Maryland – The Anne Arundel County Police Department will be getting some new equipment after receiving $470,407.62 as part of the seizure of money tied to a federal investigation into illegal gambling. Federal investigators shared the money after county detectives helped in an investigation that seized more than $33 million from gambling organizations using banks in Guam and Charlotte, NC. Police said they would use the money for equipment to assist with undercover investigations, plus new vehicles and weapons.
The U.S. Immigration and Customs Enforcement’s Homeland Security Investigations division led the probe, which centered on payment processors that move funds between online gamblers. County police have three officers assigned to ICE HSI in Baltimore. Detective Scott Dunn is assigned as an undercover officer exclusively with the money laundering task force. County police are currently involved in 12 federal task forces, including four with ICE. “This type of activity exists in this county just like it does in other jurisdictions,” County Executive John R. Leopold said. “Wherever we find it, we’re going to root it out.”
Federal investigators said they targeted online gambling sites because the proceeds from illegal gambling are often used to fund other illegal activity and organized crime. It is illegal for Internet gambling businesses to operate in Maryland, regardless of where the website is based. In its investigation, ICE HSI in Baltimore created a fictional payment-processor business, Linwood Payment Solutions, and spent between December 2009 and January 2011 processing more than 300,000 transactions worth more than $33 million. According to an affidavit tied to the case, ICE used a woman based in Maryland to set up an account on the gambling website BetEd.com and use the phony payment processor to receive funds.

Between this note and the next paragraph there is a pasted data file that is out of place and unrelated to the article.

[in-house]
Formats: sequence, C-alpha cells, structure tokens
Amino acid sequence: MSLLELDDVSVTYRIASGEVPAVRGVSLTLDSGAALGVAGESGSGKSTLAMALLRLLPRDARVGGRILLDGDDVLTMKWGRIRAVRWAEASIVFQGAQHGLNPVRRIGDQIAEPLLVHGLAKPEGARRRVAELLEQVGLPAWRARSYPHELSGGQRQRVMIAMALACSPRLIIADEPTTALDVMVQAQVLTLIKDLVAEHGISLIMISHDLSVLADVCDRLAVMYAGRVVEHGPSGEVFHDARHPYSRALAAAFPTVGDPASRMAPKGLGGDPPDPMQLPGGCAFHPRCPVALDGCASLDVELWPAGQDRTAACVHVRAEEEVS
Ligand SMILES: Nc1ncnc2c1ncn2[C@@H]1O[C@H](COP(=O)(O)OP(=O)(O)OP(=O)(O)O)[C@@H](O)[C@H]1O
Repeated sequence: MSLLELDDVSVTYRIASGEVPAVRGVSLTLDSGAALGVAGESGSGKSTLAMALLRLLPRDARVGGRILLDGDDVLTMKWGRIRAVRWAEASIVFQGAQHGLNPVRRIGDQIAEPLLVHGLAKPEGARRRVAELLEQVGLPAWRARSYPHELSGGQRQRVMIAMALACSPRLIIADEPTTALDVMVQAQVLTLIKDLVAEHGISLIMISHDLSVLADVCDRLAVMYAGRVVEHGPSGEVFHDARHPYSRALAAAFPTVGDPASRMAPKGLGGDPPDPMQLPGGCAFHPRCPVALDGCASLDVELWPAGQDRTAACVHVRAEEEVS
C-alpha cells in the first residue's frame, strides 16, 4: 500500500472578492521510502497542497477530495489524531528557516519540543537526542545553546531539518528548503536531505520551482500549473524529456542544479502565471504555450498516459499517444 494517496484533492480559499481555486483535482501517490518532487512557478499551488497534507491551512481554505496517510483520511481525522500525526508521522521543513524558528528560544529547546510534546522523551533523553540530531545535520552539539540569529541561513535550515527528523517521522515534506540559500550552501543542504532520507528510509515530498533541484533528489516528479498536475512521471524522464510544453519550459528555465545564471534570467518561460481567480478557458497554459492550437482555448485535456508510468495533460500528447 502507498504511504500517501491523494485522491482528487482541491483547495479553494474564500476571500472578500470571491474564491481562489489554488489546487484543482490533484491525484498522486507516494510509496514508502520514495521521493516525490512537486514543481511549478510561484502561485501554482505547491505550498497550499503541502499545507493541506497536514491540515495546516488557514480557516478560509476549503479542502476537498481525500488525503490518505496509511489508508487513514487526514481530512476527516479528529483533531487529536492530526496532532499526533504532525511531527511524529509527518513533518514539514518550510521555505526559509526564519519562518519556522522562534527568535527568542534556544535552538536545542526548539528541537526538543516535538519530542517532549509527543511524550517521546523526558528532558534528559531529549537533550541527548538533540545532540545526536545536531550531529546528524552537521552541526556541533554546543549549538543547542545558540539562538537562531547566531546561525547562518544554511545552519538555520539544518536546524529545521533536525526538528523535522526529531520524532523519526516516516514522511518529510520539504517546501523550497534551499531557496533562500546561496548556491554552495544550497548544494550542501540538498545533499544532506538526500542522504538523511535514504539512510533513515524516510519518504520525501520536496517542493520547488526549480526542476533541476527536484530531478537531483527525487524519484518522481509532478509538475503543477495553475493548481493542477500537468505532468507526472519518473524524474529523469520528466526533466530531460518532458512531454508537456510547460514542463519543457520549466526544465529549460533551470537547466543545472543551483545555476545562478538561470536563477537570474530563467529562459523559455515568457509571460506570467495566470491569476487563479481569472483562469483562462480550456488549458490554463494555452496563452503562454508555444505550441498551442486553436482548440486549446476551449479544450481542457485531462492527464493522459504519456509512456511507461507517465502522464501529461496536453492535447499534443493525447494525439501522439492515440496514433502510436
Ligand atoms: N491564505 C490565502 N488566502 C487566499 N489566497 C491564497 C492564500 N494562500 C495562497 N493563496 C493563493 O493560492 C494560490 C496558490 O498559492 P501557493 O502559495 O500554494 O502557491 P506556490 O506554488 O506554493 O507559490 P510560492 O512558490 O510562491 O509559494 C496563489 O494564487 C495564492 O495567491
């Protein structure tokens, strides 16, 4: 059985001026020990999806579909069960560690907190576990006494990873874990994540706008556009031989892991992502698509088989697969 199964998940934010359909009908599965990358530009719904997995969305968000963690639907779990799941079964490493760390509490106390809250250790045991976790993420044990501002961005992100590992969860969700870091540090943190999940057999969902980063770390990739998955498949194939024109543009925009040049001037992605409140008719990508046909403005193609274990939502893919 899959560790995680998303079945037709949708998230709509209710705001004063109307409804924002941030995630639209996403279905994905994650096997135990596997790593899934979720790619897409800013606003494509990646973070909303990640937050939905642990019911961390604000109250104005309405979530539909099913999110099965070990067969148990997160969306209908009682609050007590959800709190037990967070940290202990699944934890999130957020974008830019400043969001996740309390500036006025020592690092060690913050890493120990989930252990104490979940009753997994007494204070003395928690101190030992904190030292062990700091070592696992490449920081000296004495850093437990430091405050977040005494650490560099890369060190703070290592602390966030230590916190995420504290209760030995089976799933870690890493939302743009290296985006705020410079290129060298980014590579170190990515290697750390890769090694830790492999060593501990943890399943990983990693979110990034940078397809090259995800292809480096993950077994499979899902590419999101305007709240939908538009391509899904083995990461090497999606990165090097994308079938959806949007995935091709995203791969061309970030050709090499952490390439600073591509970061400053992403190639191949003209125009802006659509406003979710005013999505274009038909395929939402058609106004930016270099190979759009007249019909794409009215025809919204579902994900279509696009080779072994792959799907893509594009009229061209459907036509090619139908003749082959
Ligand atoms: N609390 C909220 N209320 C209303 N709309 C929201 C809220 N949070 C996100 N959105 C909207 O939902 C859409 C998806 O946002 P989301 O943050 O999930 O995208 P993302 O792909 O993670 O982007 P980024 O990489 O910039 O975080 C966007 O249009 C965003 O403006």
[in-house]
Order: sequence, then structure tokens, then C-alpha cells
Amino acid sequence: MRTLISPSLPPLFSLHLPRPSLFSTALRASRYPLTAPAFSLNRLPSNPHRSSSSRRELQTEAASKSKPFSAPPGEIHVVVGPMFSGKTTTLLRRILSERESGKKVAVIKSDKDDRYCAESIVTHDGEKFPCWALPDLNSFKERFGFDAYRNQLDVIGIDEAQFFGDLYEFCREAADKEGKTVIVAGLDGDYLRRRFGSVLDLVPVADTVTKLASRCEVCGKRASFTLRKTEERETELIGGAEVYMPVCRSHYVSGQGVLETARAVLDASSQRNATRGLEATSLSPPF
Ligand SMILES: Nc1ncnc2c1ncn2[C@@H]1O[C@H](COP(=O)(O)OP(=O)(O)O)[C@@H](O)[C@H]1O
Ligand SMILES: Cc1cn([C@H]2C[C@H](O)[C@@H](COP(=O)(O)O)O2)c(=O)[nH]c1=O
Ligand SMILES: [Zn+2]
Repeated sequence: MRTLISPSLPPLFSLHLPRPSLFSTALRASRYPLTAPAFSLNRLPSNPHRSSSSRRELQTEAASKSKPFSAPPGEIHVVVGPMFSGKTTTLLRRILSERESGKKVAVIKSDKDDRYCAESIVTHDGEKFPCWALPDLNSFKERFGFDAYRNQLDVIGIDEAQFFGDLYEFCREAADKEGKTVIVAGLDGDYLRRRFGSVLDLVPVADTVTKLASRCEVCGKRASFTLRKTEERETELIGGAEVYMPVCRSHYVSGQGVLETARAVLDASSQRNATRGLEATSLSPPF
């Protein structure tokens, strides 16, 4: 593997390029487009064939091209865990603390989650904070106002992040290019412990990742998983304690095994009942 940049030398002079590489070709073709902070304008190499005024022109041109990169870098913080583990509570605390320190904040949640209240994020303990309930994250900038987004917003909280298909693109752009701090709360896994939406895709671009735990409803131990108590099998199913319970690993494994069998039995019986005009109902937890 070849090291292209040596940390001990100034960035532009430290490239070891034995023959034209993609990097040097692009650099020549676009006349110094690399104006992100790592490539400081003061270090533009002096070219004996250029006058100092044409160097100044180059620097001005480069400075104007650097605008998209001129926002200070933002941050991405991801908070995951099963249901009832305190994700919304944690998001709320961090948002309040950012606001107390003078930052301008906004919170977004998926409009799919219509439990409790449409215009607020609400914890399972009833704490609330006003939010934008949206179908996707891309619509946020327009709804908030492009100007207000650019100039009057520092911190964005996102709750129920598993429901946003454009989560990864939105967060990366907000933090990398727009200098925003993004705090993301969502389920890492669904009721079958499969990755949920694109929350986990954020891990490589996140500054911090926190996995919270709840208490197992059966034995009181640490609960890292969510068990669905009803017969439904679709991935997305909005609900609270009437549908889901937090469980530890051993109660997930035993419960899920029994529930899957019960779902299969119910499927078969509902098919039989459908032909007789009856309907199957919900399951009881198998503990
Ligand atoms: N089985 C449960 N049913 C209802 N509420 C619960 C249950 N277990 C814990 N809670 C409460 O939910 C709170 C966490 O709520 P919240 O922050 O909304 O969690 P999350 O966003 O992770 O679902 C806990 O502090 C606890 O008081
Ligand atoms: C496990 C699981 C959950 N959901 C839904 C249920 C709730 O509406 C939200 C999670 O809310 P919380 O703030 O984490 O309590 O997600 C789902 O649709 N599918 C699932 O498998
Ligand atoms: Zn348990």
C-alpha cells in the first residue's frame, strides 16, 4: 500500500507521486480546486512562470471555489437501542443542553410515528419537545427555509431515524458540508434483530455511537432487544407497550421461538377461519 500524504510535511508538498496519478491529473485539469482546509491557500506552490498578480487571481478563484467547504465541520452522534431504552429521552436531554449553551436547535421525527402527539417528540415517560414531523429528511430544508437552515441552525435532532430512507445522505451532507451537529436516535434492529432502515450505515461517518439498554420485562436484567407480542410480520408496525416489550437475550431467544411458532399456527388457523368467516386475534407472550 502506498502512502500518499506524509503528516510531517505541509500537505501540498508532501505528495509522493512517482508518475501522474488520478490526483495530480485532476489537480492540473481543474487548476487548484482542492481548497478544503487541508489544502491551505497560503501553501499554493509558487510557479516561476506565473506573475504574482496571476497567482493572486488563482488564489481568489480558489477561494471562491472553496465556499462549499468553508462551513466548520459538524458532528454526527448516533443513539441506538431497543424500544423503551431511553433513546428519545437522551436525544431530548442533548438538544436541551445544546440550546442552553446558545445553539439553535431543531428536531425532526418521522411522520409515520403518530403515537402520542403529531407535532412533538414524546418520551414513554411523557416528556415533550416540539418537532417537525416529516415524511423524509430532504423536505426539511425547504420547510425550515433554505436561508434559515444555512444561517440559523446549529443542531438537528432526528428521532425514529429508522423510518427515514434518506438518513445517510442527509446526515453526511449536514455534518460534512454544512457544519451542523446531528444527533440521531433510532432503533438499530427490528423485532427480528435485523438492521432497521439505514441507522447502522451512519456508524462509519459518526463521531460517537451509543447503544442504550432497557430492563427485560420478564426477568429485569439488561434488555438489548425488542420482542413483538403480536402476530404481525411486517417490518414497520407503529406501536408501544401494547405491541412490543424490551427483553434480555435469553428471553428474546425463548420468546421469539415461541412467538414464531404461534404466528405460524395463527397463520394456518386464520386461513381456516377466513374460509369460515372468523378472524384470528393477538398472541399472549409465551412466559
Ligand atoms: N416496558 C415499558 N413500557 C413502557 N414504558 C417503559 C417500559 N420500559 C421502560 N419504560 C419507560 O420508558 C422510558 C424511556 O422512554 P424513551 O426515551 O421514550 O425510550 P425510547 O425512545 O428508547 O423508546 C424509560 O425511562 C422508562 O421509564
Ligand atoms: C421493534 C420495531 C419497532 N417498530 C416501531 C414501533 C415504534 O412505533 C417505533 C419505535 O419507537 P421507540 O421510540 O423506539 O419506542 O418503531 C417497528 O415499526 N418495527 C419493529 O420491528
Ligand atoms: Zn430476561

In April, a federal grand jury indicted two companies and three men, who were then charged with conducting illegal gambling business and money laundering. The government also seized 11 bank accounts and the domain names of 10 gambling sites. “The cooperation between our department and [ICE HIS] investigation goes far beyond normal law enforcement task forces,” County Police Chief James Teare Sr. said. The investigation involving Anne Arundel County Police is separate from the investigation resulting in the closure last month of several major Internet poker sites including Full Tilt Poker, Absolute Poker and PokerStars.
Teare said the department receives an average of about $250,000 per year in forfeited assets. He said the $470,407.62 in assets announced Thursday is the largest one-time distribution in the department’s history. Leopold said he was happy to see the department receive new equipment as a result of the seizure. “Especially in these tough economic times, when I’ve had to make very unpleasant budget cuts, I’m pleased to see these revenues will come to the police department to help them out and help them do their job,” he said.